RH> AAAQ: submitted a very short list and got 11 "top 250" names and just 2
RH> other names... however, to be fair to Jeff Field, they did open their list
RH> to the public
RH> Sitename: 17 "top 250" names and just 9 other names - I think they shifted
RH> most of their applications to the GalComm list and saved Sitename for
RH> special names - including, Moshe Fogel got domains.info - which I think was
RH> poor judgement, an Afilias Director using a short (exclusive?) list to get a
RH> premium name, when Afilias themselves share responsibility for the name
RH> being hijacked the first time round. I don't think Moshe Fogel should have
RH> done that.
RH> Xin Net Corp: 7 "top 250" names - and just as in the .biz2B, all of their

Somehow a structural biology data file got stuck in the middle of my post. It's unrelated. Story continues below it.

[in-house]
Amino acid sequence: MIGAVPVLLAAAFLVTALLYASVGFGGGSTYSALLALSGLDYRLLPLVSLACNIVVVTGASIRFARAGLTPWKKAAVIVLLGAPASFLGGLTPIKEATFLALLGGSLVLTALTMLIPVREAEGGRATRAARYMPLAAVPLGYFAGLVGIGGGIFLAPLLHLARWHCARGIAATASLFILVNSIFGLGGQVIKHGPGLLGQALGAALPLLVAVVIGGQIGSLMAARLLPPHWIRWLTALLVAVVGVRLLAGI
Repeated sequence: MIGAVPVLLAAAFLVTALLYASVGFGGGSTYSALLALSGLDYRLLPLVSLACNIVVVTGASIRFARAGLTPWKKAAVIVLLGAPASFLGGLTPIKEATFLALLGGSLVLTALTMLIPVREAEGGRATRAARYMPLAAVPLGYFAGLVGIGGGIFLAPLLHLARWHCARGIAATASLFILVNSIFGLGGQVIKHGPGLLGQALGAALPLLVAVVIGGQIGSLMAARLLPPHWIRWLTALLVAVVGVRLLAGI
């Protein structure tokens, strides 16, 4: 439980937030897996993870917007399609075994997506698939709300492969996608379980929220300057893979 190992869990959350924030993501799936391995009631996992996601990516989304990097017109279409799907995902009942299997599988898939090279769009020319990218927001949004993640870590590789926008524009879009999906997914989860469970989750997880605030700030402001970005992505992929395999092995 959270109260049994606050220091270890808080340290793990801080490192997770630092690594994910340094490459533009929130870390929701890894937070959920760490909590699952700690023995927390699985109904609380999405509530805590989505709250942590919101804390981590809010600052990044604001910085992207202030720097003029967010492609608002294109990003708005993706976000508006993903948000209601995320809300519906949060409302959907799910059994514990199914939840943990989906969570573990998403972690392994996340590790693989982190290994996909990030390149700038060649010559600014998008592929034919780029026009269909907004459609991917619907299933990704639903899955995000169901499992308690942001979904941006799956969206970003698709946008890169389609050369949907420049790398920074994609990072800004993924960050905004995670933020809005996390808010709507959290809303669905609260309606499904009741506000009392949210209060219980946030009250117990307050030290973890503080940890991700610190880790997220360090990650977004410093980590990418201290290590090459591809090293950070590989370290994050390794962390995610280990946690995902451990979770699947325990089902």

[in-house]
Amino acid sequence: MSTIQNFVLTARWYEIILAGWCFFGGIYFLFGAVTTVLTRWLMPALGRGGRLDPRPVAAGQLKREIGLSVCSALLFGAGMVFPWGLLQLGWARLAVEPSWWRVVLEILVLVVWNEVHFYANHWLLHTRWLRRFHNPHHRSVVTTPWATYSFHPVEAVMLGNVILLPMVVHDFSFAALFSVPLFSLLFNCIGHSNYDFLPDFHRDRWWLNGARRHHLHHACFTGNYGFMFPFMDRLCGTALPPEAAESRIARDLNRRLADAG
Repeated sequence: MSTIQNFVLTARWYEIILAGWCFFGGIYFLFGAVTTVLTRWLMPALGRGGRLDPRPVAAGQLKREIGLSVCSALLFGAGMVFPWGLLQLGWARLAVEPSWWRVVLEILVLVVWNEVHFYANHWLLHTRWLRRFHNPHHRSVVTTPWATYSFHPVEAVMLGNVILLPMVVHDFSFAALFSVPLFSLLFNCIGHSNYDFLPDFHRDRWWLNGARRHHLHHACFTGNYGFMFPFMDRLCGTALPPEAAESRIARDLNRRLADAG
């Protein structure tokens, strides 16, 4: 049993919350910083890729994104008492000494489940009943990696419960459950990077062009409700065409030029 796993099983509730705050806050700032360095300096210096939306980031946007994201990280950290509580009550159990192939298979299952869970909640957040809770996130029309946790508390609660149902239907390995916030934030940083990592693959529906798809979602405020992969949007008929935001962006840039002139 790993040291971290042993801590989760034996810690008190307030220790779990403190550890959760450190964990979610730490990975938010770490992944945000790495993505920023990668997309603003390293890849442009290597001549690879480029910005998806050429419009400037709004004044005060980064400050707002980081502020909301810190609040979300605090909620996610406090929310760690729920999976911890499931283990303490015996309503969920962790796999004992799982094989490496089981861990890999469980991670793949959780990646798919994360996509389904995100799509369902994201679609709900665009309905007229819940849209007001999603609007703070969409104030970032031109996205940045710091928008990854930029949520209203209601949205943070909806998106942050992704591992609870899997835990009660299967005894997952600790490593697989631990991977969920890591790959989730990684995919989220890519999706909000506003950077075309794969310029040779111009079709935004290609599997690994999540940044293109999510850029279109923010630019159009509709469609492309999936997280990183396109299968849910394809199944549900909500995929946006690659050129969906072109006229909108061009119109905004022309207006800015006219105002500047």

RH> registrations appear to have gone to Lin Zansong. I disagree with a
RH> registrar "selling" a list to an individual, and excluding the Internet
RH> public, because I think that is not a fair and open distribution of the DNS.
RH> I warned Dan Halloran and Vint Cerf in advance that these things would
RH> happen in LR2 after they occurred in .biz2B, but 68 days after sending the
RH> e-mail (and repeated copies) Dan Halloran has yet to acknowledge receipt.
RH> ICANN and Afilias chose to preside over this process and just let these
RH> hings happen.
RH> Nordnet: 11 "top 250" names and just 29 other registrations. This was a very
RH> short list, and out of those 11 top registrations, 8 of them went to Francis
RH> Piet himself at Nordnet. It appeared to me, that they made application as